5. 5. Dispute or Dialogue? 5 Emma Blackmore May 2014 Drivers for use • Case studies revealed a wide variety of drivers: cases: certification, lenders, internal drivers. Or multiple working in combination. • Ruggie’s Protect, Respect and Remedy framework – formally endorsed by UN member states in the human rights council in 2011 and embedded elsewhere. Principle – remedy! • Lenders and standards for GMs – IFC PS, FSC (and sustainability rankings, reporting standards) • Inspired by increase in use of Alternative Dispute Resolution for employees and business partners. Why not then do the same for communities? • Recognition that judicial responses not always necessary or able to deliver best resolution (e.g. court not credible, expensive) • ICMM/industry associations requiring members to have a GM and supporting them in design, also IPEIC who have just published a toolkit
  6. 6. Dispute or Dialogue? 6 Emma Blackmore May 2014 Drivers for use • Last but not definitely not least….. business case for companies increasingly evident: • Reputational risk/shareholder value erosion • Operational delays • Future investment opportunities • Learning opportunity (internal drivers). Be better businesses, get SLTO. • Greatest costs to companies = operational delays • Most frequent costs = lost opportunities (expansion, future projects, sale of assets). • Overlooked costs = staff time. Cost savings: (Research by WRI): Malampaya Deep Water Gas-to-Power Project, joint venture by Shell. Estimated savings of between US$44 and 66million due to an effective strategy to obtain community consent. GMs as an important tool to obtain and maintain consent.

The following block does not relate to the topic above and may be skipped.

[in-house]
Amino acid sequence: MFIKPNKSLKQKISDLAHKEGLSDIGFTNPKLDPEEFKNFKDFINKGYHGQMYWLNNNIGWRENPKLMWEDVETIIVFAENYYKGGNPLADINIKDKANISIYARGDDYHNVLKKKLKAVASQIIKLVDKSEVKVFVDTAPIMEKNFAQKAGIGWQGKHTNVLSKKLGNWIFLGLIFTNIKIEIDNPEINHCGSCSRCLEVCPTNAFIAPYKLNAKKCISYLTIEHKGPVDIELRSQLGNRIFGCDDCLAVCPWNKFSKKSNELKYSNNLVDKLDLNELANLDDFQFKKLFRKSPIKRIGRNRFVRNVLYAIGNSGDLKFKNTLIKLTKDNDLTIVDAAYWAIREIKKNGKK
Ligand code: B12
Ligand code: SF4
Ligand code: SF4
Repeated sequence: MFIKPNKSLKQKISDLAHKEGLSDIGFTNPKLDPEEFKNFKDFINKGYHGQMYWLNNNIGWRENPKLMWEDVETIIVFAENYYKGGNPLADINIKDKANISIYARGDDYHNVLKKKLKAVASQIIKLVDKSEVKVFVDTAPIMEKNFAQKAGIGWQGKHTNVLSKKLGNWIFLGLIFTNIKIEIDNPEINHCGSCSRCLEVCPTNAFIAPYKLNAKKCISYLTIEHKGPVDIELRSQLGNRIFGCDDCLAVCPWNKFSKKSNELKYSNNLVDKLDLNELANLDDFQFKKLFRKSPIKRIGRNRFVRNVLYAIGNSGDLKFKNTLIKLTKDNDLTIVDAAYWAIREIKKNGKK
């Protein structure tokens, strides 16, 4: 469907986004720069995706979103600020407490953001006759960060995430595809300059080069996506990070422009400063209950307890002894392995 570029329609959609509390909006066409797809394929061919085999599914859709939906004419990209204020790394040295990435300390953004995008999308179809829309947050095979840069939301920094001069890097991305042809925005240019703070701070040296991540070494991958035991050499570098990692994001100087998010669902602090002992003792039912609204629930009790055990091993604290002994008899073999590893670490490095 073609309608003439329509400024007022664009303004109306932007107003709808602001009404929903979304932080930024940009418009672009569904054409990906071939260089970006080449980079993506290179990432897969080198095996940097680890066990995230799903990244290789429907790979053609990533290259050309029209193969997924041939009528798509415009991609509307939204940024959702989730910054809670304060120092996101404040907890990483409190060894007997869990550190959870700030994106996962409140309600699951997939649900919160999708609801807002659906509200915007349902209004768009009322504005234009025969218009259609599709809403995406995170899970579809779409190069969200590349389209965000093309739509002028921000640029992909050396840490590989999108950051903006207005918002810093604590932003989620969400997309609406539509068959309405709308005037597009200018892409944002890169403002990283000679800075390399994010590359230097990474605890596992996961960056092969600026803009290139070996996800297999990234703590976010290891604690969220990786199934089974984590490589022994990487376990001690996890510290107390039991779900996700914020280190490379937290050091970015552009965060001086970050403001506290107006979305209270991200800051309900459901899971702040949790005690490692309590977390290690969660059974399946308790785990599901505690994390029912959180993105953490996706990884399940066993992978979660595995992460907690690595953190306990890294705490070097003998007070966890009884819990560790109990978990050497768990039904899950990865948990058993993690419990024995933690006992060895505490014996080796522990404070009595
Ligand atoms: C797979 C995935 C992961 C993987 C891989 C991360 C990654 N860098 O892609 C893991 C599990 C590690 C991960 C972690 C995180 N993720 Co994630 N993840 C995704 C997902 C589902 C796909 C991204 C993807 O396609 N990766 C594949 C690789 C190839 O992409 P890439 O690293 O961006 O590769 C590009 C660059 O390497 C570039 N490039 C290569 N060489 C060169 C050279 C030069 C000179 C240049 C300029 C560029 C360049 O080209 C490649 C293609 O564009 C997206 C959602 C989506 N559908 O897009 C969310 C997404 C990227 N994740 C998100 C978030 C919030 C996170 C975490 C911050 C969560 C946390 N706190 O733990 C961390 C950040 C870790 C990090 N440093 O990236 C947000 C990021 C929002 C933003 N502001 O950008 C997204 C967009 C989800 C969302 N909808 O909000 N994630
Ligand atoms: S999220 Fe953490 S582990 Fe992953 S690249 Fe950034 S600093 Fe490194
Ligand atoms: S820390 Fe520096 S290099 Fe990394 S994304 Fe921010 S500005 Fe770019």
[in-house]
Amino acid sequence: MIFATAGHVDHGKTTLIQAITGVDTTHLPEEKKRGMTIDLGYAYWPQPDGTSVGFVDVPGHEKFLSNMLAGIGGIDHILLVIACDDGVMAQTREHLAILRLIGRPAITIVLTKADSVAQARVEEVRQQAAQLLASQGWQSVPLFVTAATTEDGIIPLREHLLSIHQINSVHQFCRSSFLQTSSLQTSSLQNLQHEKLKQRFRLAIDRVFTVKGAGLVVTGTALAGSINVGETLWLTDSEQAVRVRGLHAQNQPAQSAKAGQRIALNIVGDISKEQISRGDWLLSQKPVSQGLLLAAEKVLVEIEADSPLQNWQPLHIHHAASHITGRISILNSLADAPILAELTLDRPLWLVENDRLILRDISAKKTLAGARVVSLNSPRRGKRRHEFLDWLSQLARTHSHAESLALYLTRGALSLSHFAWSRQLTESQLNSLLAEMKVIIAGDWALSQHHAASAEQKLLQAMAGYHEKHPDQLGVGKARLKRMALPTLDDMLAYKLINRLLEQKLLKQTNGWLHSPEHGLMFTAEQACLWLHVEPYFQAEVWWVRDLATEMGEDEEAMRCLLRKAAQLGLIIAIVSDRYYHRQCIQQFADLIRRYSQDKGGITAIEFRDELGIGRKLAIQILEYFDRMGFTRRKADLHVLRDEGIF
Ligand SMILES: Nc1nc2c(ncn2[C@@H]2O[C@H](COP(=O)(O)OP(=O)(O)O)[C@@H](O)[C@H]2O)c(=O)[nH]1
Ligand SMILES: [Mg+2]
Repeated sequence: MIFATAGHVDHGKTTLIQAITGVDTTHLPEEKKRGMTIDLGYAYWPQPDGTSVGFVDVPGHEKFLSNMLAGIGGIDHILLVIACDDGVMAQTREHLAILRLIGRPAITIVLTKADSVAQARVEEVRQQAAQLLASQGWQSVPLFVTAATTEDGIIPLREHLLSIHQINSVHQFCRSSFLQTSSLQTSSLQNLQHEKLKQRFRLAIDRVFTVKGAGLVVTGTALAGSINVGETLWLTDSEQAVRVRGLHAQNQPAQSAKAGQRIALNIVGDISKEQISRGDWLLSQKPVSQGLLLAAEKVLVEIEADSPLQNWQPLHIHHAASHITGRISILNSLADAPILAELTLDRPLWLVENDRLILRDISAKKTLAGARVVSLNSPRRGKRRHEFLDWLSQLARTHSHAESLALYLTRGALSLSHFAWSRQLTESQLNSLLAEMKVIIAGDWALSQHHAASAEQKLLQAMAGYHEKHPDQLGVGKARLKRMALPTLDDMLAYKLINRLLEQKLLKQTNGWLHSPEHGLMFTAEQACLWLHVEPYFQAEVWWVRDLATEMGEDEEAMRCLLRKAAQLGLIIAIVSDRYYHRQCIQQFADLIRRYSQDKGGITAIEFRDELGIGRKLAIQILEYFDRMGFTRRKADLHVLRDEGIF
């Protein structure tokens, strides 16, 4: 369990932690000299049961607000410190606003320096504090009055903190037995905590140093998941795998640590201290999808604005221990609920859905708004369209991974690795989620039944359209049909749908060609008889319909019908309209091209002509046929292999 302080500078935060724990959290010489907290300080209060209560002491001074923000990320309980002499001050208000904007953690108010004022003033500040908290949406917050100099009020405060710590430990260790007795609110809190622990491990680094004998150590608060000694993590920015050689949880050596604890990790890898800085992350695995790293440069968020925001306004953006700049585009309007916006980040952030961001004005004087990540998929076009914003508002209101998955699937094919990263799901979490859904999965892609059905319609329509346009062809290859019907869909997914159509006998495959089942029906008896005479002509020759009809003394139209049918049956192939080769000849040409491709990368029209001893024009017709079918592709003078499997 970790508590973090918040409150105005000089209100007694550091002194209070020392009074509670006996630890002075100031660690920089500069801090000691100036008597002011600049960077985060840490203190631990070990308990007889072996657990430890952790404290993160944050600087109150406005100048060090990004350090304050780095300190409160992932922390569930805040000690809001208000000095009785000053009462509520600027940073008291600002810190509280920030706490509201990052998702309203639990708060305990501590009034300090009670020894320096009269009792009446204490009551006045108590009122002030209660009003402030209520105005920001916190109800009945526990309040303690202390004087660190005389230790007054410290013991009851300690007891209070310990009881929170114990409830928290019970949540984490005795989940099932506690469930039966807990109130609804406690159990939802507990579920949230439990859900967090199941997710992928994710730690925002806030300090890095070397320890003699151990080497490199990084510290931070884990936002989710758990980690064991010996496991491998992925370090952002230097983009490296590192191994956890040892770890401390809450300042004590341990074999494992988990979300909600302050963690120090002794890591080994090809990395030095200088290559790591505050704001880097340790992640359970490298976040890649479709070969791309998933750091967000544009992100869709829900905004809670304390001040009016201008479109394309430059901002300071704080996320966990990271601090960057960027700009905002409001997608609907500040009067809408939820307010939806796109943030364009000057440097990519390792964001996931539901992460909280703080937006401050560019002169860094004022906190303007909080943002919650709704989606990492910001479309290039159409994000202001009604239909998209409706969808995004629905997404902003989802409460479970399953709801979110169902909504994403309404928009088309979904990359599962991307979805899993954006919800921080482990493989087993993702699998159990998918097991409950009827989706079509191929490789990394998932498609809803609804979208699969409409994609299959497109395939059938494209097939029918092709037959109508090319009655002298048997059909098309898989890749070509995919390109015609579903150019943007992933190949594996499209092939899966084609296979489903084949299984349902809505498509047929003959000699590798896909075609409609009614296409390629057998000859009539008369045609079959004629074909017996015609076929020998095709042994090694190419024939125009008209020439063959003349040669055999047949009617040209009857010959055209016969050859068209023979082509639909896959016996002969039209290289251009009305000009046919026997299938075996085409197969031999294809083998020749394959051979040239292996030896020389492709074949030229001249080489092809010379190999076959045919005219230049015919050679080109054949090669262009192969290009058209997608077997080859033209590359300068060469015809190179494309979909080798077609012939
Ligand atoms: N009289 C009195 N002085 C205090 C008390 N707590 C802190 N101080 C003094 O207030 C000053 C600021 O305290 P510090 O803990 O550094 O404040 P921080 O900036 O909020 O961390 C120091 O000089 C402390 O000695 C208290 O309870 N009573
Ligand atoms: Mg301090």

7. 7. Dispute or Dialogue? 7 Emma Blackmore May 2014 Good practice in design and implementation (1) Still relatively early days BUT emerging examples/elements of good practice: • Maintaining regular contact with communities: having well qualified and experienced staff on the ground, speak local languages, with excellent social skills, approachable • Companies are increasingly using ‘systems’ e.g. computerised technologies to collect data on grievances (number, nature of grievances), to understand effectiveness of GMs (e.g. company response times) • GMs being used as important source of learning. To understand root causes of conflict, inform business strategy, ultimately reduce business costs.
  8. 8. Dispute or Dialogue? 8 Emma Blackmore May 2014 Good practice in design and implementation (2) • Local ownership and locally-relevant design very important: respect traditional conflict resolution approaches and culturally appropriate forms of communication. Communities contribute to/feedback on design in some way. Multiple communication channels (verbal, written etc) in place. • Companies are investing in capacity building: internal and external – training internal staff and contractors on what’s needed and why, helping communities and CSOs that work with communities to understand how the GM works, how it can be accessed etc. • Diverse and independent verification and reporting: 3rd party monitoring and publishing results can improve legitimacy